Tonight in Parliament, we voted on Theresa May’s Brexit deal. I understand this is a very important issue facing our community and country which many people feel strongly about, and I wanted to outline why I voted against the Prime Minister’s deal.To be clear, I respect the result of the referendum in 2016, and I do not support another referendum. We’ve already held a People’s Vote, and the views of people here in Barnsley were clear. So for me the current debate around Brexit is not about whether we leave the EU, but how.I’ve been very clear throughout this process that any Brexit deal must guarantee the jobs, rights and protections that so many people here in Barnsley rely on. It must ensure that workplace and environmental protections are safeguarded, and it must respect the decision expressed in Barnsley through the referendum in 2016.Unfortunately, the Prime Minister’s deal doesn’t do any of these things. It’s a bad deal for people here in Barnsley, and a bad deal for our country. It doesn’t safeguard hard-won rights and protections, and it keeps us locked into EU rules with no say in shaping them. That’s why I voted against the deal. However, I also believe that we cannot leave with No Deal, which would be catastrophic for people here in Barnsley – something that has become increasingly obvious, particularly after speaking to local businesses in our community. I’ll do all I can to ensure this doesn’t happen.This position – voting against Theresa May’s deal, opposing a second referendum, and opposing No Deal – was supported by a large majority of respondents to my recent Brexit survey.So, in my role as the MP for Barnsley East, I’m pushing for a better Brexit deal as we leave the EU, one which works for people here in Barnsley, which guarantees jobs, rights, and living standards, and honours the result of the 2016 referendum. Following the Government’s defeat, the Prime Minister now has three days to come back to Parliament with a plan for how the Government intends to proceed. In the meantime, be assured I am pushing for the best possible outcome for the people of Barnsley East.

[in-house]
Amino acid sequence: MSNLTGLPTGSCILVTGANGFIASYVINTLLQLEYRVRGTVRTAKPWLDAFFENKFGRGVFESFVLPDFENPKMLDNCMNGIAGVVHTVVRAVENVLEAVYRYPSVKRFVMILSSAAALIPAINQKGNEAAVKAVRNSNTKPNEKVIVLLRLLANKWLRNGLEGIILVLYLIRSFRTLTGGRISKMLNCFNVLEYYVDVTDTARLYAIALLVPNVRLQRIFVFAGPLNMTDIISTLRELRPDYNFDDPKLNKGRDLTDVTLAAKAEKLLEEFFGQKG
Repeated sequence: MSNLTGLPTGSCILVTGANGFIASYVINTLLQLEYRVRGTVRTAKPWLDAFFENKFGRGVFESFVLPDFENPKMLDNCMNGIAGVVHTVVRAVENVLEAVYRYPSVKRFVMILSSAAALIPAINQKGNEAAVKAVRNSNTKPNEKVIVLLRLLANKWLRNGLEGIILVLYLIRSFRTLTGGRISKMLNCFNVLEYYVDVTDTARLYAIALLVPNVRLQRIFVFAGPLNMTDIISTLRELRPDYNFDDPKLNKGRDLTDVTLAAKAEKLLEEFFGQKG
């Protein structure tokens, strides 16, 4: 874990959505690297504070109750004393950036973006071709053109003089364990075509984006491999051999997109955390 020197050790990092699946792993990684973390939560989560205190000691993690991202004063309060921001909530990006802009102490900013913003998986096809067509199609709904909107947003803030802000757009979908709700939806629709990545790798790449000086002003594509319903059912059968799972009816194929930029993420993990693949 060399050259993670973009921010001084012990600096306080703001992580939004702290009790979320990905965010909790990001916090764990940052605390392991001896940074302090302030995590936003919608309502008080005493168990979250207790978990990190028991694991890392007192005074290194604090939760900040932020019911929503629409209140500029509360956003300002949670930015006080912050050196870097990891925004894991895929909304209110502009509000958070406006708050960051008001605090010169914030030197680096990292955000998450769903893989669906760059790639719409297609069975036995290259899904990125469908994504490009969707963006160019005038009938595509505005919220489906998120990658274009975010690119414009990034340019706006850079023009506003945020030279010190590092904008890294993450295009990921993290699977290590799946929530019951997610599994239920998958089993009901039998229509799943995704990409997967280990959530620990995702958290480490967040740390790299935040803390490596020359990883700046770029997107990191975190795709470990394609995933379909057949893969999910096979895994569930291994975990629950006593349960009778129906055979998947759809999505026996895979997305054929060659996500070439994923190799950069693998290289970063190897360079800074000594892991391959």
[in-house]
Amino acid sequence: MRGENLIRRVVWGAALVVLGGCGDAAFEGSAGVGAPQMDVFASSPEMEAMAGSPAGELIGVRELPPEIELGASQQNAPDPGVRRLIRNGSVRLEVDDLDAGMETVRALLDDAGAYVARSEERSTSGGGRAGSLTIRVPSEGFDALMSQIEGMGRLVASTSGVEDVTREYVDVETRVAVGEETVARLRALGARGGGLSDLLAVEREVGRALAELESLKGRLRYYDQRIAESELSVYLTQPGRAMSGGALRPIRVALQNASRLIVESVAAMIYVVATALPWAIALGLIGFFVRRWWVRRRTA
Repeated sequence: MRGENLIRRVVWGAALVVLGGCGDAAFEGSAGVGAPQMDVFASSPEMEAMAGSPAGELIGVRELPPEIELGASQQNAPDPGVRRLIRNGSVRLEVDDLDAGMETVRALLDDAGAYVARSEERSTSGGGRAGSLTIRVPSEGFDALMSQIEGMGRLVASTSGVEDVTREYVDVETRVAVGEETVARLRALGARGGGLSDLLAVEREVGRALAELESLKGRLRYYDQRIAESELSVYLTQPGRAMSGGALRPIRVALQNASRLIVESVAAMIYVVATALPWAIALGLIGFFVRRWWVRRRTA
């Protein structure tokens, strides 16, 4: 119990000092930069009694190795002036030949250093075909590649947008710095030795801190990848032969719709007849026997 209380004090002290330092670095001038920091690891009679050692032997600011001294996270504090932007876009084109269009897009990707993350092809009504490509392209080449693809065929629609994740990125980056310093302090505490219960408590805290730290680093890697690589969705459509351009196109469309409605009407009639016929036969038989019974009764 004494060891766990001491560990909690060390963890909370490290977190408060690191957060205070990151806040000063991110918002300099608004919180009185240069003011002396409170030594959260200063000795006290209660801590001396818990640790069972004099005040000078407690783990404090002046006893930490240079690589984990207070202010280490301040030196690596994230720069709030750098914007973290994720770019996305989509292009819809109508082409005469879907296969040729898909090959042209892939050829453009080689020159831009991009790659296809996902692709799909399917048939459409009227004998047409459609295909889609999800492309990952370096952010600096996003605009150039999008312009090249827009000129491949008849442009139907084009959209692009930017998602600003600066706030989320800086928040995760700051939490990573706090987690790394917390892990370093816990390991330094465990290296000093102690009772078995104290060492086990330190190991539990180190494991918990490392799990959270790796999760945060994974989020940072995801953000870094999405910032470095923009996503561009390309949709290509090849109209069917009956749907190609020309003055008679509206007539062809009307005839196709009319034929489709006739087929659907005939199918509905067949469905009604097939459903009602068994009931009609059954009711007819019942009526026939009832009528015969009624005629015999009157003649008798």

Theresa May’s Brexit deal surrenders hard-won rights and protections which so many people here in Barnsley rely on, it doesn’t guarantee jobs and living standards, and it keeps us locked into EU rules with no say in shaping them. This simply isn’t good enough - I’ll be voting against this bad deal tonight. But if the deal is defeated, as expected, I’ve been very clear that I don’t support a second referendum. We’ve already held a People’s Vote, in 2016, and people here in Barnsley made their views very clear. So for me, the debate now is not about whether we leave the EU, but how, and whatever happens following tonight’s vote, I’ll keep fighting for a Brexit deal which works for the people of Barnsley East.
Army recruitment is just the latest example of the Government’s failed policy of privatisation.I challenged the Government on this in Parliament - you can watch my question here.
I popped into Barnsley Churches Drop-in, which supports those across Barnsley who are homeless, sleeping on the streets or without a permanent home of their own for lots of different reasons. Humbled to meet such passionate, dedicated and committed volunteers who are making such a difference supporting those who need it, and to chat to some of the people who visit the drop in regularly.
It was great to join Chris Webb from Barnsley College on the pitch at Oakwell before Barnsley v Bradford.It was a brilliant game - 3-0 to the reds.
I held my regular monthly surgery recently, as well as a special digital surgery answering questions from students from Barnsley College as part of The Politics Project. If you’d like my help with an issue or would like a future surgery appointment, don’t hesitate to get in touch.